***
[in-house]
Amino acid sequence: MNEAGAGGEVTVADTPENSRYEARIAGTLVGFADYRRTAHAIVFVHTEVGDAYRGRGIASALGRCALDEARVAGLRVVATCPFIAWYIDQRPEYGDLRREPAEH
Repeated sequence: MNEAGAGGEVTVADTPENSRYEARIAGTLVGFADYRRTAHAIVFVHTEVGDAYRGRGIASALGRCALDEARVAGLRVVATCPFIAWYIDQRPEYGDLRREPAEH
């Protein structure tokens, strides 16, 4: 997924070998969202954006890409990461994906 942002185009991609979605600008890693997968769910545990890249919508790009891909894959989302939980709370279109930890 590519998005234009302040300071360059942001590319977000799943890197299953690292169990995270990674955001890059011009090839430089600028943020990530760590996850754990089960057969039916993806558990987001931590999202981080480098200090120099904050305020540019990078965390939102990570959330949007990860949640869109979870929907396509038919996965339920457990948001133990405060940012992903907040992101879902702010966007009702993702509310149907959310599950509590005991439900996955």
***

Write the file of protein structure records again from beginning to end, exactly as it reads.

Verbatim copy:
[in-house]
Amino acid sequence: MNEAGAGGEVTVADTPENSRYEARIAGTLVGFADYRRTAHAIVFVHTEVGDAYRGRGIASALGRCALDEARVAGLRVVATCPFIAWYIDQRPEYGDLRREPAEH
Repeated sequence: MNEAGAGGEVTVADTPENSRYEARIAGTLVGFADYRRTAHAIVFVHTEVGDAYRGRGIASALGRCALDEARVAGLRVVATCPFIAWYIDQRPEYGDLRREPAEH
């Protein structure tokens, strides 16, 4: 997924070998969202954006890409990461994906 942002185009991609979605600008890693997968769910545990890249919508790009891909894959989302939980709370279109930890 590519998005234009302040300071360059942001590319977000799943890197299953690292169990995270990674955001890059011009090839430089600028943020990530760590996850754990089960057969039916993806558990987001931590999202981080480098200090120099904050305020540019990078965390939102990570959330949007990860949640869109979870929907396509038919996965339920457990948001133990405060940012992903907040992101879902702010966007009702993702509310149907959310599950509590005991439900996955």